- In the United States, in Norfolk, Virginia, from 2015-2017, citizens removed many padlocks from a scenic pedestrian bridge over The Hague inlet in Ghent, a historic neighborhood in Norfolk. They then went to the Norfolk Circuit Court and forced the Norfolk City Council to remove the remaining locks and to cease encouraging such locks. The court pointed out that Virginia law considers such locks to be illegal obstructions in a right-of-way and that users of rights-of-way in Virginia have the legal right to remove such obstructions In De Pere, Wisconsin, at Voyageur Park, locks are being attached to a lookout called Sunset Point. In Canfield, Ohio, the BIG LOCK was installed in 2014 as a community art project at the Canfield Fairgrounds. Visitors are encouraged to add a personalized lock to the 12' x 12' steel-cage rooster. The Canfield Fair is one of the largest county fairs in the country, and the rooster its official symbol. The name BIG LOCK is a play on words, referencing the Big Rock, that is also a highly referenced symbol of the Fair. In New York City a group of locksport enthusiasts organized to remove locks from the Brooklyn Bridge in 2013. In Las Vegas, a 1/2 scale model of the Eiffel Tower located at the Paris Hotel on the famed Las Vegas Strip has inspired visitors to place lovers' locks on the walkway out to the elevators to the top of the tower. Visitors are told not to throw the key from the tower and locks sold in the lobby are opened and provided for a fee without a key to prevent this practice. People are actually encouraged to leave their locks on chains strung between posts at Lover's Lock Plaza in Lovelock, Nevada. The name of the town is unrelated to the love locks; it was named after a family that settled in the area in the 1860s. The town didn't adopt the practice until much later. In San Angelo, TX, the city has erected a sculpture "Forever Love" inspired by other "love locks" such as (formerly) the bridge in Paris. In Discovery Bay, a small town in Northern California, a lover's bridge was created by newlyweds Carolyn and Anthony George in 2011. The couple was married on 11-11-11, and after seeing the movie "Now you see me" got the idea to create a location for lovers to be "locked in love", by putting a love lock on the bridge and throwing the keys into the California Delta waterways that surround Discovery Bay.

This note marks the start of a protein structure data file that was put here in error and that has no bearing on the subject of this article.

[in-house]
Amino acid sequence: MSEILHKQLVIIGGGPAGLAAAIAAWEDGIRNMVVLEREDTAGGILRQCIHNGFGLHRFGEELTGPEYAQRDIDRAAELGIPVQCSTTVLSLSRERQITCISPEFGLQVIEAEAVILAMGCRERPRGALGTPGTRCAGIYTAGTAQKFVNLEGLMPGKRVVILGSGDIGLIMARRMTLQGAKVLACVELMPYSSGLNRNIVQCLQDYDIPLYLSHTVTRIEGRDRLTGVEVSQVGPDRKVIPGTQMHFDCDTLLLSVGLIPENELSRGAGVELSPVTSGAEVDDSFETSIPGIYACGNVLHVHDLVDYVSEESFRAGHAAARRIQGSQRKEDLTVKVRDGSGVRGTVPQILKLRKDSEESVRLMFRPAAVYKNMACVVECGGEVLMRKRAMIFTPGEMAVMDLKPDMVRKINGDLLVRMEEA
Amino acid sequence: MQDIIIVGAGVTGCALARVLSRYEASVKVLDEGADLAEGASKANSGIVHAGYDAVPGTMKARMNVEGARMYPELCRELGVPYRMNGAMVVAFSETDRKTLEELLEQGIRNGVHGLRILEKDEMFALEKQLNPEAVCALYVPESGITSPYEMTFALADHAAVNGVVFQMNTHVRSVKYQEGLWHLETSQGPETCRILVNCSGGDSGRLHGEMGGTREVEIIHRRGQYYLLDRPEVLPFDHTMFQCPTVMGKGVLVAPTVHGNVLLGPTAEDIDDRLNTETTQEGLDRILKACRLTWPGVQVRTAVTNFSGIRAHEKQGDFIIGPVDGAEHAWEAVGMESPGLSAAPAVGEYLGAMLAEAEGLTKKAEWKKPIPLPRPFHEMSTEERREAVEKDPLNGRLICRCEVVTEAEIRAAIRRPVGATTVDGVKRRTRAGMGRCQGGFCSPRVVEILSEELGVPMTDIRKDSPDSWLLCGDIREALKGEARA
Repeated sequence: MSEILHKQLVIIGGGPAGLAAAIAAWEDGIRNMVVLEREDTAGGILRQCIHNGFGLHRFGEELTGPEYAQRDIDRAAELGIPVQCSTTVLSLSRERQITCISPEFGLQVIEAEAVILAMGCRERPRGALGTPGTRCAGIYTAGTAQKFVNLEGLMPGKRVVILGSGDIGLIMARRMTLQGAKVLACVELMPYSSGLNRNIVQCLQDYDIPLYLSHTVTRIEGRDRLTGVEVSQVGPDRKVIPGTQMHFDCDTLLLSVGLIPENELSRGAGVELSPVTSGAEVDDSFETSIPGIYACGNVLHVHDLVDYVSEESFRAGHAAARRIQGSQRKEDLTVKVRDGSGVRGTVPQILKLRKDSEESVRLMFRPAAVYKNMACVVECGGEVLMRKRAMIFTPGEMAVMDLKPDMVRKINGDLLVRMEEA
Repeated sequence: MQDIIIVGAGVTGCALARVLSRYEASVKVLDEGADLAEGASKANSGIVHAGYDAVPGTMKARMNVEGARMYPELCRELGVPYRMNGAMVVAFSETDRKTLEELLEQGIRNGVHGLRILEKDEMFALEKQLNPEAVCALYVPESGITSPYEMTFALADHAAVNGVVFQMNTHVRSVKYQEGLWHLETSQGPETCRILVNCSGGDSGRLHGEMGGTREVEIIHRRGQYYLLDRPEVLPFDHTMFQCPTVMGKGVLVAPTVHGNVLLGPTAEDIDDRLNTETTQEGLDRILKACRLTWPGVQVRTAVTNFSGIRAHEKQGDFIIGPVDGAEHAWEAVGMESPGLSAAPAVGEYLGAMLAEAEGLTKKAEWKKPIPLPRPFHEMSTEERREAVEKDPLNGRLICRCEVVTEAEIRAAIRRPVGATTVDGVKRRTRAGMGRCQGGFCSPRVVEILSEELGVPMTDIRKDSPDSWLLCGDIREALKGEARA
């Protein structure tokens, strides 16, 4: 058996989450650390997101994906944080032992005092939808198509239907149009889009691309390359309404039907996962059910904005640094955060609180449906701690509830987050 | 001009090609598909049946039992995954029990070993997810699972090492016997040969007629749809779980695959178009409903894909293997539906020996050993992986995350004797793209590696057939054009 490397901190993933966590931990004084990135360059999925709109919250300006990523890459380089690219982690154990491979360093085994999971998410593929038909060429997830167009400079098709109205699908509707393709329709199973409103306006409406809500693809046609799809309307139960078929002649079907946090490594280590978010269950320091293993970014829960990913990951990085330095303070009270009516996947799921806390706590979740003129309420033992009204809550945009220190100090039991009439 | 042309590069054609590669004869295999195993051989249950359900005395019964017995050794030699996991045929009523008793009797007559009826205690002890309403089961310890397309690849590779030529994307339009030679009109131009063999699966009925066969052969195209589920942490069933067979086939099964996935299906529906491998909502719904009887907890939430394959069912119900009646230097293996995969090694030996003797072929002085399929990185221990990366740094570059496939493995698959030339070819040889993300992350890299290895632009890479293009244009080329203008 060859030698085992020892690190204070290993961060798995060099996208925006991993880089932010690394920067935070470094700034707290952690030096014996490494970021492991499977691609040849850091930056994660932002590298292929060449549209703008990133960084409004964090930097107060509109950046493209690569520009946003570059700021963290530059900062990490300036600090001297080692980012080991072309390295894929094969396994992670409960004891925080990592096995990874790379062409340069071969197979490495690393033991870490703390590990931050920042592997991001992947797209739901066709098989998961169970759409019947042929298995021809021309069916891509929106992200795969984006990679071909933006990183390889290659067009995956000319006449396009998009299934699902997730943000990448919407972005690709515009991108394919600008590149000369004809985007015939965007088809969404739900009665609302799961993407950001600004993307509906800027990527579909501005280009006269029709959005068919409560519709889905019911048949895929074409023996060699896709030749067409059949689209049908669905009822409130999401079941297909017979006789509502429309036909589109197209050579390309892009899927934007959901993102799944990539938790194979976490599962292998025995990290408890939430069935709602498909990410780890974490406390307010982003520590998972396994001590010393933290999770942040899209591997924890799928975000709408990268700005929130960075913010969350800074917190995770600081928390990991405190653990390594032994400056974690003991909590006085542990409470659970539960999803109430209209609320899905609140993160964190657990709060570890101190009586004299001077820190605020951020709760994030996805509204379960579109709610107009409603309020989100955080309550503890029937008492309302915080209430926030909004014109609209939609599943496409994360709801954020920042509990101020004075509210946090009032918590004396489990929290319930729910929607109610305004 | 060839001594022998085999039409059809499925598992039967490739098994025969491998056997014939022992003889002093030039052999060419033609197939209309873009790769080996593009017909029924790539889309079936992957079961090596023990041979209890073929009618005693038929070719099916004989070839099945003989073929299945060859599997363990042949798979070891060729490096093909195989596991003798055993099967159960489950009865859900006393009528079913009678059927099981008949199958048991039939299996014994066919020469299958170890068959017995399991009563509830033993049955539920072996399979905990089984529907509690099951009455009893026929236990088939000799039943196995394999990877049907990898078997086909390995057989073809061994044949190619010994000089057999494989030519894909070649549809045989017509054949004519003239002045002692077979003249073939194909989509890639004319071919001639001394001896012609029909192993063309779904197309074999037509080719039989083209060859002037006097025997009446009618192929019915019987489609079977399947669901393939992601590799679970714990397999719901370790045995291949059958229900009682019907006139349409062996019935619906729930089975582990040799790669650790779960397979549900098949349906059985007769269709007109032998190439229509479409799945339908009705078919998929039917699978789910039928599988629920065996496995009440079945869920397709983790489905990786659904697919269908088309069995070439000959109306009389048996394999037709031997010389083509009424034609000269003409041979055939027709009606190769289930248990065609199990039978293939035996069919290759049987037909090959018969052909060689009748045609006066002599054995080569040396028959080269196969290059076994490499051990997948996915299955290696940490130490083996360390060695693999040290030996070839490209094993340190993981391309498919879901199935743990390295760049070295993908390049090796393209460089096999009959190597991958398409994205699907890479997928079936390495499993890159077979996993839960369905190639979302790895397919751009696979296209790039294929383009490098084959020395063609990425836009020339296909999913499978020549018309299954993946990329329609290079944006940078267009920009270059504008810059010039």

- In France, in May 2010 the city of Paris expressed concern over the growing number of love-locks on the Pont des Arts, Passerelle Léopold-Sédar-Senghor, and the Pont de l'Archevêché bridges, stating: "they raise problems for the preservation of our architectural heritage". The lovelocks of the Pont des Arts disappeared during the night of 11 May 2010; they had been removed by a student of the nearby École des Beaux-Arts to make a sculpture. Love locks immediately began appearing on the Pont de l'Archevêché and have since spread to at least 11 Seine bridges, the Canal Saint Martin footbridges, and to parks and monuments all over the city. Many tourists mistakenly believe this is a longstanding Parisian tradition, not realizing the practice only migrated into Paris in late 2008 after affecting cities in Italy and Asia. In January 2014, a campaign and petition, No Love Locks™, was founded by two Americans living in Paris in an effort to save the city's historic bridges and monuments from the overwhelming number of locks. The international media attention the campaign received has been credited with the actions begun in the summer and fall of 2014, when the city began seeking alternatives to love locks and asking the public to stop placing locks on Parisian bridges and monuments. On 9 May 2014, the weight of the padlocks on the Pont Des Arts bridge was blamed for the collapse of part of the parapet. The city began an experiment in September 2014 on the Pont des Arts, replacing three panels with a special type of glass that would prevent locks from being attached. On 1 June 2015, the locks were taken down due to the collapsing of the bridge. A website called Passion Locks exists, a tribute to Pont des Arts, where users can send others a virtual love lock.